‘Play is the highest expression of human development in childhood for it alone is the free expression of what is in a child’s soul‘
– Friedrich Froebel
After lunch each day, Aurora children enjoy a rest and a Mindfulness experience.
Mindfulness is a whole body-mind state of awareness that involves ‘tuning in’ to the present moment with openness and curiosity.
It’s about focusing attention on the present rather than thinking about the past or worrying about the future – often our brain’s default mode.
We ask each child to shut their eyes, breathe and think about how their feet touch the ground. Then we direct them to think about their legs, knees, stomach, mouth, nose, eyes and head.
Afterwards, we ask them to take a big breath and open their eyes, stand up and have a big stretch.
Why practise being mindful?
- Research shows mindfulness training increases connectivity in the frontal lobe of the brain, which is linked to improved attention, memory processing and decision making abilities.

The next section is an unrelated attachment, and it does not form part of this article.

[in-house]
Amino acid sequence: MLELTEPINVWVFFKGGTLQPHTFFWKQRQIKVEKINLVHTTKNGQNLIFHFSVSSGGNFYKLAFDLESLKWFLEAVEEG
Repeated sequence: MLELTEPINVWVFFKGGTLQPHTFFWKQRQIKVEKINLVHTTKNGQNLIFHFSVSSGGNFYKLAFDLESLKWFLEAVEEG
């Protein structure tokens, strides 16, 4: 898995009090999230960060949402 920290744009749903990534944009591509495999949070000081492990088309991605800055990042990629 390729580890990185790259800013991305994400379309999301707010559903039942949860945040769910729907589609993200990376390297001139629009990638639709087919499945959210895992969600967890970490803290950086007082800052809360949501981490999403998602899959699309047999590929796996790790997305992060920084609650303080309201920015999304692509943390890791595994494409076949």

- Mindfulness training involves tuning in to internal and external experiences with curiosity resulting in increased self-awareness, social awareness, and self-confidence.
- Mindfulness training increases children’s ability to self-regulate their emotions, especially difficult emotions such as fear and anger, through breathing and other grounding techniques.
- Mindfulness has been shown to improve empathy or the ability to understand what another person is thinking or feeling, which improves children’s awareness of others and helps them to build positive relationships.